Angeles Duran is a woman in Spain who claims to own the Sun.
Not in the sense that she regularly kicks the Sun’s ass at sports, in the sense that it legally belongs to her. She defends her claim by saying:
There was no snag, I backed my claim legally, I am not stupid, I know the law. I did it but anyone else could have done it, it simply occurred to me first.
Now, I love it when people say “I am not stupid,” because they are so very rarely correct. But that’s not all. Duran now wants to put a fee on everyone who uses the Sun and then give 50 percent of the proceeds to the Spanish government, 20 to the Spanish pension fund, 10 to charity, 10 to ending world hunger (which is apparently different from charity), and keep 10 for herself. I mean come on, she made all that effort to go to a local notary’s office in rural Spain. Girl’s gotta eat.
So let’s revisit the quote. She says she’s backed her claim legally and she knows the law. These things are not true. Honestly, you probably wouldn’t be surprised if there weren’t laws to address the ownership of celestial bodies, but there are. The Outer Space Treaty was drafted in 1967, when only we and the commies had even been to space, and no one had been to a celestial body, but now it’s been signed by over 100 countries. It specifically states that no sovereign nation can own a celestial body, but there’s a perceived loophole there, in that it neither explicitly allows or forbids an individual from owning them. Angeles says, therefore, that all she has to do is claim it and it’s hers.
This is not the first time that this has happened. A man named Dennis Hope sent a letter to the US Government saying essentially that if they didn’t respond, they were giving him tacit permission to own the moon. They ignored him like they do all the other maniacs that send letters to the US Government demanding the deeds to astronomical bodies, so now he sells one-acre plots of the moon for $22. He’s made millions.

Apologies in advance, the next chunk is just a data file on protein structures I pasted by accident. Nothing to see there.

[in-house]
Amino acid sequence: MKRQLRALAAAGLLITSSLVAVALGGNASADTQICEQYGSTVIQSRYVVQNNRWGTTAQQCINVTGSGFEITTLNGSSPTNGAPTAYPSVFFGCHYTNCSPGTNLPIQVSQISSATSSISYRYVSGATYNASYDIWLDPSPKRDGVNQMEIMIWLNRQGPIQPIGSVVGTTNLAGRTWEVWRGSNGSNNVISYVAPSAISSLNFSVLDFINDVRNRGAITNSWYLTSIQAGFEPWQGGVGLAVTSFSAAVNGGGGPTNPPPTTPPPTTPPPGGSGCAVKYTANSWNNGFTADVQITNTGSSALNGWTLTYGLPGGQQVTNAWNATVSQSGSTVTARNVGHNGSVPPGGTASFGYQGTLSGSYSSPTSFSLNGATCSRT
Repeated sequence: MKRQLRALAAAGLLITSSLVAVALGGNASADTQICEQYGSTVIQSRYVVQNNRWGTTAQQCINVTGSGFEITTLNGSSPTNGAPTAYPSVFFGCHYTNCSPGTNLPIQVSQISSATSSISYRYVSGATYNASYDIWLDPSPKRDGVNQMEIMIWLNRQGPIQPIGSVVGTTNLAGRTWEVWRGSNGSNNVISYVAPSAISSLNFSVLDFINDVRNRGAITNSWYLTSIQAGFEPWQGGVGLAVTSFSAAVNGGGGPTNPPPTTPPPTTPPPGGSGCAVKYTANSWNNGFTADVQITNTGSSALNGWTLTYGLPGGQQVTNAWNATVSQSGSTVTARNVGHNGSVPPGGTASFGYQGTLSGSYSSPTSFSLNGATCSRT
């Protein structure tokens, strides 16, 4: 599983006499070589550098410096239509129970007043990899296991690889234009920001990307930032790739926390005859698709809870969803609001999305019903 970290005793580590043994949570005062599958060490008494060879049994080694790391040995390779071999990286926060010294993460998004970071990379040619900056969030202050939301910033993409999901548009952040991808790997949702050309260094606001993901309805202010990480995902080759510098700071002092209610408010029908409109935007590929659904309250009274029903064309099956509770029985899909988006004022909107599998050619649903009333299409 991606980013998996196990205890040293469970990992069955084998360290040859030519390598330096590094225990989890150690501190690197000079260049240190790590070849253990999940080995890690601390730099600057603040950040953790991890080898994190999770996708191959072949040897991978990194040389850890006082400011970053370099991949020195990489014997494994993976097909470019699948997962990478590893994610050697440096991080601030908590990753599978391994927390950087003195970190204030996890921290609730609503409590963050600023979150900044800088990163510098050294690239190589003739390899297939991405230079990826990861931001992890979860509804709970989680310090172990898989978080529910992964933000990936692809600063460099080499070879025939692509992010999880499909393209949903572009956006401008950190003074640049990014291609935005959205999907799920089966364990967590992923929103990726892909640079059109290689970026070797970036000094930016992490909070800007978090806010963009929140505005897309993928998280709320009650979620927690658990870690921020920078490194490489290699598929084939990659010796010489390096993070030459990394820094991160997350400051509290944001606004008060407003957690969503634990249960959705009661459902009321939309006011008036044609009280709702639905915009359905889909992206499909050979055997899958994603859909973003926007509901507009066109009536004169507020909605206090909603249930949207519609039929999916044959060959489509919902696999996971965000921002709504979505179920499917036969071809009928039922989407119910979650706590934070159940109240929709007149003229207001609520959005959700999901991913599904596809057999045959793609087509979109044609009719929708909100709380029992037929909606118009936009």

Back to the Outer Space Treaty (which Spain has signed, by the way). There’s a clause in it that is kind of important in this situation.
The activities of non-governmental entities in outer space, including the moon and other celestial bodies, shall require authorization and continuing supervision by the appropriate State Party to the Treaty.
What that means, quite clearly, is that the government of whatever country has to specifically approve any activity in space, even by individuals. In other words, you can’t just email the President and say “If you don’t respond, the Universe belongs to me.” That’s also the reason that you need a license from the federal government to send a private rocket into space.
Even if you could own the Sun, how would you charge people for “using” it? First of all, other than nuclear fission reactors, all of our energy comes directly or indirectly from the Sun. And I don’t just mean the power grid, I mean all energy of any kind on this planet. So you’d have to charge everyone. You’d have to charge people for Vitamin D processing, a lack of seasonal depression, and literally everything else that everyone ever does, eats, or uses. Furthermore, what about plants? They use a crap ton of solar energy, so do you just charge the landowner? We all know what the logical conclusion would be for the guy who’s being charged for trees he didn’t plant.
But on the other hand, if she owned the Sun, then anyone who got skin cancer or a sun burn or so much as a melted ice cream cone could sue Angeles for criminal negligence.
Maybe we should let her go for it.